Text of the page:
An evening organized by the Jain Social Group with authentic Jain food, and Manhar
Udhas rendering his soulful numbers - a wonderful combination! But considering
that all the Gujarati I know amounts to "Soo chhe, saaroo chhe, danda leke maroo
chhe!", there was a certain empathy with the proverbial fish that jumped out of
water. The dinner managed to distract, but then my gills complained again of this
alien environment as I was just able to sputter out "Majje me chhe" to any inquiries.
With the program a full hour behind schedule, the press box started getting restless.
And then the music started.
While not as famous as his younger brother Pankaj Udhas, Manhar Udhas still has a reputation that is formidable in its own right. He's been in the film industry for some time now, and has many hit songs to his credit. Comparisons with the legendary Mukesh are only justified, as his voice and style do resemble those of the great singer.
He started off the evening with "Koi Is Tarah", a song that isn't very famous but is rather melodious. Then came the famous numbers from Janbaaz and Qurbaani. He then sang a few of Mukesh's best. Though he couldn't quite do justice to the poignant "Jaane Kahaan Gaye Woh Din", he made up with "Kahin Door" and "Saawan Ka Mahina". The audience was taken back to the golden era of music where the likes of S D Burman and Laxmikanth Pyarelal composed melodies that to date cause emotions to well up.
A surprise was in store as Sujata Trivedi, who has sung in movies like Taal and Thakshak, came in to give the star of the evening a break and later assist him in the duets. Her renditions of "Taal" and "Aaja Re Pardesi" were impressive as her voice managed to scale pitches that singers today rarely do. "Babuji Dheere Chalna" got the audience chuckling as the cheekily flirtatious number was rendered beautifully. She also struck the right note with the audience, getting them to join hands in rhythm with Rehman's famous beats in Taal.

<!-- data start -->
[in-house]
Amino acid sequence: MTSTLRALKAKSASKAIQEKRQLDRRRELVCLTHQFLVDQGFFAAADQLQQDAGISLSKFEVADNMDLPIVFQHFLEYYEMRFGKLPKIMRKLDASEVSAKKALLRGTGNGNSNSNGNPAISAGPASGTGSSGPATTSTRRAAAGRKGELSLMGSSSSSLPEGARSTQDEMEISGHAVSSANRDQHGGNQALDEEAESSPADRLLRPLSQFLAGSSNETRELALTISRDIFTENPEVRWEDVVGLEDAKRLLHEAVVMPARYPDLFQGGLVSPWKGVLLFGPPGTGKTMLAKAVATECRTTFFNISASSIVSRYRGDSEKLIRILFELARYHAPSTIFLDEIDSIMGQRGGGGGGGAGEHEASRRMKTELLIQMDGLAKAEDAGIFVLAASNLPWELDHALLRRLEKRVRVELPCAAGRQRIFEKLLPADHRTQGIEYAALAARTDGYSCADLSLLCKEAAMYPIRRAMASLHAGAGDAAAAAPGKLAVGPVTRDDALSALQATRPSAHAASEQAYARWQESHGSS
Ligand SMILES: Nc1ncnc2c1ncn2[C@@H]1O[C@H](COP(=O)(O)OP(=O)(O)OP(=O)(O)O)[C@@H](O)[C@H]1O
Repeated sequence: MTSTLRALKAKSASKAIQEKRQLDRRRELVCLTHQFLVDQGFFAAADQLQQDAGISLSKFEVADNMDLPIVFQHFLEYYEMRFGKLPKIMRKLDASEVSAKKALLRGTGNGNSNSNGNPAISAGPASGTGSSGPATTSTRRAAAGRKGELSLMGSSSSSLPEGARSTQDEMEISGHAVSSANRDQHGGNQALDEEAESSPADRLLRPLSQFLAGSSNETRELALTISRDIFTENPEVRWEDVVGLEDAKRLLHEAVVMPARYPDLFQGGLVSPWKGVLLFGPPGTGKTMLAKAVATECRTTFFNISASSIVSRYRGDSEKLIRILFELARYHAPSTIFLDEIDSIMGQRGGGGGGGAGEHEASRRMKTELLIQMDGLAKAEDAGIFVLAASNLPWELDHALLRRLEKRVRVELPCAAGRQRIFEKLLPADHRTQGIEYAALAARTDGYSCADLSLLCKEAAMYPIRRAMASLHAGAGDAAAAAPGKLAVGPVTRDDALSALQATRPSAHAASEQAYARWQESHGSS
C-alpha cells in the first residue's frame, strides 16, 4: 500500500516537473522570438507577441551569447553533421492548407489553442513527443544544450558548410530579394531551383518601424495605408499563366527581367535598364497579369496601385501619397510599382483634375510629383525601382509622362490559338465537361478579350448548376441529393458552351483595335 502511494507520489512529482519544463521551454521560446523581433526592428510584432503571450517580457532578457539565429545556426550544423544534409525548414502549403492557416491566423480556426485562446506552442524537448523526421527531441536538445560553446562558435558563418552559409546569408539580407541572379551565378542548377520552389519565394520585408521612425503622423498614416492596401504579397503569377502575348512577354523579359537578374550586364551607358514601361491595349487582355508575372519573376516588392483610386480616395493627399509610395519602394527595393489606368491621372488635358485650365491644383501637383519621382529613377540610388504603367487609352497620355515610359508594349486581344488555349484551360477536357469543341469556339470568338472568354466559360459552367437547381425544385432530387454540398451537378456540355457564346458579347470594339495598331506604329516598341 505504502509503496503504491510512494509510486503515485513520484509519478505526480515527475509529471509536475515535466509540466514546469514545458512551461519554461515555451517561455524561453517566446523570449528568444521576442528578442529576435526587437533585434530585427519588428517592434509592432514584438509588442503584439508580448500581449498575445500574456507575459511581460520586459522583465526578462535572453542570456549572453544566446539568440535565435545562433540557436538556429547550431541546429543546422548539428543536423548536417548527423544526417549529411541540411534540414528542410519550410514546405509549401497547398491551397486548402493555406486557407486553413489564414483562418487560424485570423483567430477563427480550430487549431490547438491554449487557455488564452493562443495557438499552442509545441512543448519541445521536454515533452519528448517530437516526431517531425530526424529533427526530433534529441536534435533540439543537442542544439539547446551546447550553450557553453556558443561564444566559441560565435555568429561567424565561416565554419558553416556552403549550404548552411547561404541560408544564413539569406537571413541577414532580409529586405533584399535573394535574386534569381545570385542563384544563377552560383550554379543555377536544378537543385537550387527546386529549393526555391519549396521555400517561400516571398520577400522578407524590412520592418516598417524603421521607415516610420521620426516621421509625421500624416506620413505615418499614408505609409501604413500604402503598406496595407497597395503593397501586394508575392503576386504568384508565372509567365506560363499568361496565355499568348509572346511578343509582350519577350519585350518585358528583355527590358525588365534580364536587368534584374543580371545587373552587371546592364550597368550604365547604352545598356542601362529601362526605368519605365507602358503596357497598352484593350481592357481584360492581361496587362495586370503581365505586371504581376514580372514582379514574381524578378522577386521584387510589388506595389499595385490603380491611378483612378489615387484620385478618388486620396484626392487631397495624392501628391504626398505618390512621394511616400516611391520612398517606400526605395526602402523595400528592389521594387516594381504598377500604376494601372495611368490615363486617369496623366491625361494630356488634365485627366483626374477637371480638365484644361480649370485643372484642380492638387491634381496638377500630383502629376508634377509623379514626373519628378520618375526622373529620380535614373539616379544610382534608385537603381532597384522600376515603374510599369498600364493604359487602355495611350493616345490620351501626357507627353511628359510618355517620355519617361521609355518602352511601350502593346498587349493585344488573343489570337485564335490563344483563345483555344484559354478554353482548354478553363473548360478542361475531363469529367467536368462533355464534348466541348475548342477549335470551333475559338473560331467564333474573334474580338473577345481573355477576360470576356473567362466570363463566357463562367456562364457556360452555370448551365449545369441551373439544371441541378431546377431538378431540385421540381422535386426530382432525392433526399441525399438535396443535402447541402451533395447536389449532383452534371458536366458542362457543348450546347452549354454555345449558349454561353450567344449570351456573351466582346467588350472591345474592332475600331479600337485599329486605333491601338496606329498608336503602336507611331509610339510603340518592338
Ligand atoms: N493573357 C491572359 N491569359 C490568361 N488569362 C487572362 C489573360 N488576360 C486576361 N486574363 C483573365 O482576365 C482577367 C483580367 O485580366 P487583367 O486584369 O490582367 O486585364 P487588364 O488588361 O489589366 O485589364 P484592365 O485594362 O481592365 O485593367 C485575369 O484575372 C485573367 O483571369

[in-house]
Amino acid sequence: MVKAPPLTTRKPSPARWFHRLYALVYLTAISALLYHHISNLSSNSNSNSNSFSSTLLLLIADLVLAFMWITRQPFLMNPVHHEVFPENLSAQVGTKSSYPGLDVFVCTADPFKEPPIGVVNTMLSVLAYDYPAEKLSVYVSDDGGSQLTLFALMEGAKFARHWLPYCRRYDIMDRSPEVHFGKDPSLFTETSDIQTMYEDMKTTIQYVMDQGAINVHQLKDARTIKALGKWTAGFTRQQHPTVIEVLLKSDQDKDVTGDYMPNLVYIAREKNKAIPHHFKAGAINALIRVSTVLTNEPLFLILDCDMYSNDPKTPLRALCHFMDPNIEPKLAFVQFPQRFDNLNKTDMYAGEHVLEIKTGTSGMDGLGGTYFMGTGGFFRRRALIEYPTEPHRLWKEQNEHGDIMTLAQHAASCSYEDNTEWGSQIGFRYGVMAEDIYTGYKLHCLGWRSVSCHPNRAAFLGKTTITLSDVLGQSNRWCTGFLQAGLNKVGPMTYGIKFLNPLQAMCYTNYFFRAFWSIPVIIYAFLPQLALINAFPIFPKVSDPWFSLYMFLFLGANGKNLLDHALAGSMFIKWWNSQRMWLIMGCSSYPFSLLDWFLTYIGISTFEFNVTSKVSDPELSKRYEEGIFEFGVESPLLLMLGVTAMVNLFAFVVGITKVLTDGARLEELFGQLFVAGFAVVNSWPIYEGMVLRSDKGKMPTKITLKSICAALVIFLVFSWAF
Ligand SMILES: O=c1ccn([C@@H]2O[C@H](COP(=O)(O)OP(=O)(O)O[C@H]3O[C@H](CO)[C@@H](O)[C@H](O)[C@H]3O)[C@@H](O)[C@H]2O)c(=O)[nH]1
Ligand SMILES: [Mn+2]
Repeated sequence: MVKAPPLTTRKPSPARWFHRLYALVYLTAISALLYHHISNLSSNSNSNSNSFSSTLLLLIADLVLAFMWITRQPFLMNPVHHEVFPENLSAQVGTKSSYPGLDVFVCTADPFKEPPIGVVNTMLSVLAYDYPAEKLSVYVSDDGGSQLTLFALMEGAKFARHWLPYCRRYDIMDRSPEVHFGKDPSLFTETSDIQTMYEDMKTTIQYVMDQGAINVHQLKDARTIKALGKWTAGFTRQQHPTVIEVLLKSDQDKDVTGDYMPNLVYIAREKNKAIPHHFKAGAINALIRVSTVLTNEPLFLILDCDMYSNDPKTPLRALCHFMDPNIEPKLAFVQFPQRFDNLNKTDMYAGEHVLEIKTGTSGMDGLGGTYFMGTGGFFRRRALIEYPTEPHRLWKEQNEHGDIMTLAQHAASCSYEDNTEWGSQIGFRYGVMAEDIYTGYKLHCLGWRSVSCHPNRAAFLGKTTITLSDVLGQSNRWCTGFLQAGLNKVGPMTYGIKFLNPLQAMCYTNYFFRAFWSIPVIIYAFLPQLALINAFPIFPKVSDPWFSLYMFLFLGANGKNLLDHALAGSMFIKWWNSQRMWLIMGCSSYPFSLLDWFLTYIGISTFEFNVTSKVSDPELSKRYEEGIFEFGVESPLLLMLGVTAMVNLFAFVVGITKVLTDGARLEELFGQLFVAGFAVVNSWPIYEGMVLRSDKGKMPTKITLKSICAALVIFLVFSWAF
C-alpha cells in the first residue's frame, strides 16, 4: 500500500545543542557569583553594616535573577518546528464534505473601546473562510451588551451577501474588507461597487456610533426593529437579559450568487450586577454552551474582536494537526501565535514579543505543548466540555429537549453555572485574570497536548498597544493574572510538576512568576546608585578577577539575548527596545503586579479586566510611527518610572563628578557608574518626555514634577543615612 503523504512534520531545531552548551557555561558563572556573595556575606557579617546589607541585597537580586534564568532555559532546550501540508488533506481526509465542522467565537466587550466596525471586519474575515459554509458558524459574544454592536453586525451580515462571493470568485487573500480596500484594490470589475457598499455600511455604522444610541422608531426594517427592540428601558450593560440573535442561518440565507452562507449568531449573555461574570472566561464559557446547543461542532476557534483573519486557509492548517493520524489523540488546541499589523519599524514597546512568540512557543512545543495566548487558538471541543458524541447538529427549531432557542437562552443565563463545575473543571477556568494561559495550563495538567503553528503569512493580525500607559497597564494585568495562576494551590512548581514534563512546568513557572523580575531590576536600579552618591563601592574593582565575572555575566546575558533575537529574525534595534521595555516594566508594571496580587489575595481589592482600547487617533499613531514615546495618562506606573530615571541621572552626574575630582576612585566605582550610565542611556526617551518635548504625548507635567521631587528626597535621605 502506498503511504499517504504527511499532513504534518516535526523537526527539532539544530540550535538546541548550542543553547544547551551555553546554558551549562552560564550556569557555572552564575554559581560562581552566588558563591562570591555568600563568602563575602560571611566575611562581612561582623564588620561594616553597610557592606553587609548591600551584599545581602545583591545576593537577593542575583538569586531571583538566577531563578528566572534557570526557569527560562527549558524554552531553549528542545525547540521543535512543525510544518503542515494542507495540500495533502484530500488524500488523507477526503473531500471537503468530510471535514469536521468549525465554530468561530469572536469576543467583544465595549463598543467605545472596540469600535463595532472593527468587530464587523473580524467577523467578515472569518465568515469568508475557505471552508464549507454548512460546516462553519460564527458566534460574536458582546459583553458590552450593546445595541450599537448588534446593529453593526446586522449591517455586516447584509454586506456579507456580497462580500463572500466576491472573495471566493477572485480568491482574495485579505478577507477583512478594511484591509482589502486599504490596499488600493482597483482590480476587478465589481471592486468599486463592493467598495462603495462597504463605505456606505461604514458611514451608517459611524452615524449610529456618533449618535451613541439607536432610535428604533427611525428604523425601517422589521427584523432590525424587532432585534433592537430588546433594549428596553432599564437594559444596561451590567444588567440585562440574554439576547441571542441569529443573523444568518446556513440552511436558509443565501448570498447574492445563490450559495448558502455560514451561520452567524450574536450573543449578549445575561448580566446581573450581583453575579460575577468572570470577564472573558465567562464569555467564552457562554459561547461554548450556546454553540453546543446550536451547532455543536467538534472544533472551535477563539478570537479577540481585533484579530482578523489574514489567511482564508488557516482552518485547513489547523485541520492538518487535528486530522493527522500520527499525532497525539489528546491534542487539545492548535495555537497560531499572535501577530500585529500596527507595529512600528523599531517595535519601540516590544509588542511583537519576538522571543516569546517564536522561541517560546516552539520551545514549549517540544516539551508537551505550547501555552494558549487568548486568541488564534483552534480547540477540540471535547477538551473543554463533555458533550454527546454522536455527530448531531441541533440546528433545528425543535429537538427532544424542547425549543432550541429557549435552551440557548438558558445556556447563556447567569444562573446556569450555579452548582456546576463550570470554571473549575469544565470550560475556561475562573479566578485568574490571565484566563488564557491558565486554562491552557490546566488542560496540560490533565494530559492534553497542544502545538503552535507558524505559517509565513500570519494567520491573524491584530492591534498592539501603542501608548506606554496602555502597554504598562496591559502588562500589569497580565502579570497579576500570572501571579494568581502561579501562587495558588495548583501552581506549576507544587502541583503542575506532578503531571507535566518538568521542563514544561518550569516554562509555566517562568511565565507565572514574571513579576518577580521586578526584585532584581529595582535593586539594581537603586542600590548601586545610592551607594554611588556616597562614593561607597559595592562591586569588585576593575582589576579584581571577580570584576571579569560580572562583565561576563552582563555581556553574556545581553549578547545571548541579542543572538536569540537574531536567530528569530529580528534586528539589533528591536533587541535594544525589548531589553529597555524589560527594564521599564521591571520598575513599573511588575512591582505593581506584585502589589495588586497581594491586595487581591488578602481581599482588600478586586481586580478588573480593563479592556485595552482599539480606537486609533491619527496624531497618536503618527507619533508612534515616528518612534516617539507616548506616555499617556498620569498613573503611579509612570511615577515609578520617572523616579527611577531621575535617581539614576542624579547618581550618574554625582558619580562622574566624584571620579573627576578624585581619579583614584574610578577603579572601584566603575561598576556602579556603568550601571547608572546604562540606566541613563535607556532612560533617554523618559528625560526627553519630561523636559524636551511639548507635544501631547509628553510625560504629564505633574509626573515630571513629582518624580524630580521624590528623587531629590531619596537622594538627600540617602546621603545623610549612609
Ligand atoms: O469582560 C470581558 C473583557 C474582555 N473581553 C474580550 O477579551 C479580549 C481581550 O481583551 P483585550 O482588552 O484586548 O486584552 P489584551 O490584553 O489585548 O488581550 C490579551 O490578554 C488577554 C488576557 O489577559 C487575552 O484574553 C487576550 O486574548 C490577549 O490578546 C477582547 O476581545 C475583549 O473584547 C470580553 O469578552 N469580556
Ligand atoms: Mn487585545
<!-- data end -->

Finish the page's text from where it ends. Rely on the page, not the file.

The majority of the audience responded with polite applause to the Hindi film numbers, but roared their approval when Udhas decided to indulge them with a couple of melodious Gujarati bhajans and some shaayari. Though I couldn't make much sense of the lyrics, the bonhomie and the sprit of the crowd was tangible as wah-wahs punctuated the songs.
The orchestra accompanying Udhaas did a good job, especially with the violin and the keyboard carrying the melody pretty well. The tabla, though, was a disappointment, as, despite skillful rendition, the player's inability to distinguish between the playing styles in the anthra and the mukhda caused considerable harm to the overall melody. Sujata Trivedi could be seen making frantic gestures to the guy trying to give an indication as to what rhythm she was looking for.
The show went on till the wee hours of the morning, as neither the singers nor the audience seemed to tire of the unceasing chain of songs. The highlight however was "Saawan Ka Mahina", with "Har Kisi Ko Nahi Milta" coming a close second. There was perfect co-ordination between the singers, and the play on the word "Shor" too was followed faithfully as in the original. The long drive back into the city would hardly have been noticed as most of the audience must have hummed all the way back home.